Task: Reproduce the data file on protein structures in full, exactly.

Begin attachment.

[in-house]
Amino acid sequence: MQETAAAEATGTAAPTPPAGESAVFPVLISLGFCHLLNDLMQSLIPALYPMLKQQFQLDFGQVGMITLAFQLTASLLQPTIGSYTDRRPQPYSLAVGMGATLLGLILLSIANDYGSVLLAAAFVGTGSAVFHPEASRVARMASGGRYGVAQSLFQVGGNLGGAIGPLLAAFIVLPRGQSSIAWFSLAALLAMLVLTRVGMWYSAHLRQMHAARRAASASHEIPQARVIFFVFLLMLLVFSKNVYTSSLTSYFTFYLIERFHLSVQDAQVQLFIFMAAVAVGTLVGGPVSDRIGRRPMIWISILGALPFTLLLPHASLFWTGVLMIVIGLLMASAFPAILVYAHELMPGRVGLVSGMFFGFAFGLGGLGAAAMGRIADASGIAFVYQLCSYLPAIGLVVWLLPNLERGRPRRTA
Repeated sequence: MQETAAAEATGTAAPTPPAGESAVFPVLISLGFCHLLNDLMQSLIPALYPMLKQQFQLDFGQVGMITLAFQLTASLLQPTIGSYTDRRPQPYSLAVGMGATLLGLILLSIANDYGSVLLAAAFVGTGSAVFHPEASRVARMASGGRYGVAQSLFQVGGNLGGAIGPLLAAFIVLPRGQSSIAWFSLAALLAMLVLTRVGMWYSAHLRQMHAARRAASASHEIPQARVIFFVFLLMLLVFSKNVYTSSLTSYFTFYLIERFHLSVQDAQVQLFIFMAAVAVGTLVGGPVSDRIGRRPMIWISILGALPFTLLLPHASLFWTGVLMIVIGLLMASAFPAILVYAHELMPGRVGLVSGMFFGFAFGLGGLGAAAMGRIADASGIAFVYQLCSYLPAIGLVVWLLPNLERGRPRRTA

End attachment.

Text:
[in-house]
Amino acid sequence: MQETAAAEATGTAAPTPPAGESAVFPVLISLGFCHLLNDLMQSLIPALYPMLKQQFQLDFGQVGMITLAFQLTASLLQPTIGSYTDRRPQPYSLAVGMGATLLGLILLSIANDYGSVLLAAAFVGTGSAVFHPEASRVARMASGGRYGVAQSLFQVGGNLGGAIGPLLAAFIVLPRGQSSIAWFSLAALLAMLVLTRVGMWYSAHLRQMHAARRAASASHEIPQARVIFFVFLLMLLVFSKNVYTSSLTSYFTFYLIERFHLSVQDAQVQLFIFMAAVAVGTLVGGPVSDRIGRRPMIWISILGALPFTLLLPHASLFWTGVLMIVIGLLMASAFPAILVYAHELMPGRVGLVSGMFFGFAFGLGGLGAAAMGRIADASGIAFVYQLCSYLPAIGLVVWLLPNLERGRPRRTA
Repeated sequence: MQETAAAEATGTAAPTPPAGESAVFPVLISLGFCHLLNDLMQSLIPALYPMLKQQFQLDFGQVGMITLAFQLTASLLQPTIGSYTDRRPQPYSLAVGMGATLLGLILLSIANDYGSVLLAAAFVGTGSAVFHPEASRVARMASGGRYGVAQSLFQVGGNLGGAIGPLLAAFIVLPRGQSSIAWFSLAALLAMLVLTRVGMWYSAHLRQMHAARRAASASHEIPQARVIFFVFLLMLLVFSKNVYTSSLTSYFTFYLIERFHLSVQDAQVQLFIFMAAVAVGTLVGGPVSDRIGRRPMIWISILGALPFTLLLPHASLFWTGVLMIVIGLLMASAFPAILVYAHELMPGRVGLVSGMFFGFAFGLGGLGAAAMGRIADASGIAFVYQLCSYLPAIGLVVWLLPNLERGRPRRTA